6. The packet processor of claim 1, wherein the header altering device includes a tunneling stage configured to i) add tunnels to the data portion of the packet based on the first request, or ii) remove tunnels from the data portion of the packet based on the first request.
7. The packet processor of claim 1, wherein the header altering device includes an encapsulation stage configured to add protocol layering based on the first request.
8. The packet processor of claim 1, wherein the header altering device includes a tunnel sync stage configure to synchronize tunnel data with the data portion.
9. The packet processor of claim 1, further comprising a second outgoing port having second protocol layering requirements, wherein the control data processing device is configured to transmit the control portion of the packet to the second outgoing port, and the second outgoing port is configured to transmit a second request for the data portion of the packet based on the control portion of the packet.
10. The packet processor of claim 9, wherein the header altering device is configured to i) retrieve the data from the memory, and ii) strip, modify, and encapsulate the data portion based on the second request.
11. A method for operating a packet processor for a network device, the method comprising:
receiving, at an incoming port, a packet that includes a data portion and a control portion;
while the data portion of the packet is stored in memory, receiving the control portion from the incoming port at a control data processing device located on the packet processor;
transmitting the control portion of the packet to a first outgoing port;
prior to any attempt to transmit the data portion of the packet from the first outgoing port, transmitting a first request for the data portion of the packet from the first outgoing port based on the control portion; and
retrieving the data portion from the memory based on the first request; and
stripping, modifying, and encapsulating the data portion of the packet based on requirements specified in the first request.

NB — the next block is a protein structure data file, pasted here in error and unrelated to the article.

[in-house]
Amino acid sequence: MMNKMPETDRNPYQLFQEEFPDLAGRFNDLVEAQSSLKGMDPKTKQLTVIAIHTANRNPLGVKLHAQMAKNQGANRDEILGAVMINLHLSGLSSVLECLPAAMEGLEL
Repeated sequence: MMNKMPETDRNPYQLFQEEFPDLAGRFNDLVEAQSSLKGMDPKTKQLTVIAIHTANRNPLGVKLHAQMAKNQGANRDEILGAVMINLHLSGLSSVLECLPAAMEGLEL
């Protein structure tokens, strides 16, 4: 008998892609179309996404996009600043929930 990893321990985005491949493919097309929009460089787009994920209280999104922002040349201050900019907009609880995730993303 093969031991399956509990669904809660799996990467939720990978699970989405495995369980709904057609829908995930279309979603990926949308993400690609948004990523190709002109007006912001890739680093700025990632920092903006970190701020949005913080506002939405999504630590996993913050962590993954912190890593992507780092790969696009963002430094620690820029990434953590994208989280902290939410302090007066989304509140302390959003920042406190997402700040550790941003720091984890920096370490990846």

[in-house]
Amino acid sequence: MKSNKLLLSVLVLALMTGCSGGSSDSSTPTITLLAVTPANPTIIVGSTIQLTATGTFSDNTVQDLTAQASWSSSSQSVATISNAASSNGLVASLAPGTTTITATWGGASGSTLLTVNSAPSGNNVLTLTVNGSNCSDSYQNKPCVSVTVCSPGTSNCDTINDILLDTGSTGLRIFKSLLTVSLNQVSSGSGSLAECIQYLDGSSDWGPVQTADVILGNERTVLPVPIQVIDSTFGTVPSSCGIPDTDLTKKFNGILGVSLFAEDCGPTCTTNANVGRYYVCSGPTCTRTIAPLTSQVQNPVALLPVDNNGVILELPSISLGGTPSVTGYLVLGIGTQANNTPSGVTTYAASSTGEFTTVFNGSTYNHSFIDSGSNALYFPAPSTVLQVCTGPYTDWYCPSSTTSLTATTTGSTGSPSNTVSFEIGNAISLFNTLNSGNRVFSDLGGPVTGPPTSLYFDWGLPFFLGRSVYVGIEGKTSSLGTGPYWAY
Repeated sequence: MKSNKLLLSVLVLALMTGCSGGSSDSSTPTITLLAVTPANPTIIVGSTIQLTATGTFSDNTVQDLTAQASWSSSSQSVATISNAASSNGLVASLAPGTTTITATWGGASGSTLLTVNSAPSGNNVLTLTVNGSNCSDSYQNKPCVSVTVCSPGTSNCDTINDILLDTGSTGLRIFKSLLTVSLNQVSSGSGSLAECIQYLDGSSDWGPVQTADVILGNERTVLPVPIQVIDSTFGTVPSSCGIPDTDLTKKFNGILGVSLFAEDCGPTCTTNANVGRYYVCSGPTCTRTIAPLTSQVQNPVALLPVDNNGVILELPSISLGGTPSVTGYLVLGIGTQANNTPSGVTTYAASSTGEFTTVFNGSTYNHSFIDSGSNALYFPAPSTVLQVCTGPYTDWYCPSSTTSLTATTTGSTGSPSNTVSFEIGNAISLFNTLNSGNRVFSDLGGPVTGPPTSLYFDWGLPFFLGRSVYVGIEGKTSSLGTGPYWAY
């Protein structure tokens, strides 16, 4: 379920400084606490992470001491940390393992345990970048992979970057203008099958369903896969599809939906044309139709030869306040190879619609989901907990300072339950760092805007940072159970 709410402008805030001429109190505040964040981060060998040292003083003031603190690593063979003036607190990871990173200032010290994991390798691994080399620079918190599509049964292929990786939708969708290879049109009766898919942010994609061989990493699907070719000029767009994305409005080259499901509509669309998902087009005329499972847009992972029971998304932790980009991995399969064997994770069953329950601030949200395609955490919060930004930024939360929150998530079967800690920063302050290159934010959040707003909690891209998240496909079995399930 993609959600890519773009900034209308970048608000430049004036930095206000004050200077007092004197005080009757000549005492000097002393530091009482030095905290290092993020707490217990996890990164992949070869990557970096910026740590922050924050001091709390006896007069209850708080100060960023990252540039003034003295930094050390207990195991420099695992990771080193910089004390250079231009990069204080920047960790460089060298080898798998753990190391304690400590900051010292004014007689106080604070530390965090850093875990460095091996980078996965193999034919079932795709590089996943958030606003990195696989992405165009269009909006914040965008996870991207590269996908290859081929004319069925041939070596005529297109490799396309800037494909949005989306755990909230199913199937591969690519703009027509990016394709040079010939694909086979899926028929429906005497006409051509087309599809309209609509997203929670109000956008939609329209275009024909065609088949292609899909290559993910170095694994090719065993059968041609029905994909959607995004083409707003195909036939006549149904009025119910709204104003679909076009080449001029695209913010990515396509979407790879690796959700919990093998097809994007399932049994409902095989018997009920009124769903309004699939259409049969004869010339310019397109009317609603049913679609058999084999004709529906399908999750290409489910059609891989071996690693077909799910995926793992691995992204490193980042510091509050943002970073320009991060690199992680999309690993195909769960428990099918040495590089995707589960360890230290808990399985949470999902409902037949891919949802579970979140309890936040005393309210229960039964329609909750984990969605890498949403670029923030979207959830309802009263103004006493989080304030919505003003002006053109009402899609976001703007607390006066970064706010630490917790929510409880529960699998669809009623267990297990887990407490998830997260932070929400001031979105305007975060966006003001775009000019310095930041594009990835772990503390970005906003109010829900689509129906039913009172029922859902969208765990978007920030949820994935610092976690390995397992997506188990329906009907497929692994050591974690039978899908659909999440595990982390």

12. The method of claim 11, wherein the first outgoing port and the control data processing device each receive the control portion of the packet before receiving the data portion of the packet.
13. The method of claim 11, wherein the stripping, modifying, and encapsulating the data portion of the packet are further based on first protocol layering requirements of the first outgoing port.
14. The method of claim 11, further comprising:
stripping protocol layers from the data portion of the packet based on the first request; and
initiating a tunnel request for tunnel data based on the data portion of the packet.
15. The method of claim 11, further comprising performing header manipulation on a header of the data portion of the packet based on the first request and stored address resolution protocol (ARP) data.
16. The method of claim 11, further comprising adding tunnels to the data portion of the packet based on the first request or removing tunnels from the data portion of the packet based on the first request.
17. The method of claim 11, further comprising adding protocol layering based on the first request.
18. The method of claim 11, further comprising synchronizing tunnel data with the data portion of the packet.
19. The method of claim 11, further comprising:
transmitting the control portion of the packet to a second outgoing port having second protocol layering requirements; and
transmitting a second request for the data portion of the packet based on the control portion of the packet.
20. The method of claim 19, further comprising:
retrieving the data from the memory based on the second request; and
stripping, modifying, and encapsulating the data portion of the packet based on the second request.
US12/283,011 2001-11-27 2008-09-09 Packet header altering device Active 2024-01-06 US8428061B1 (en)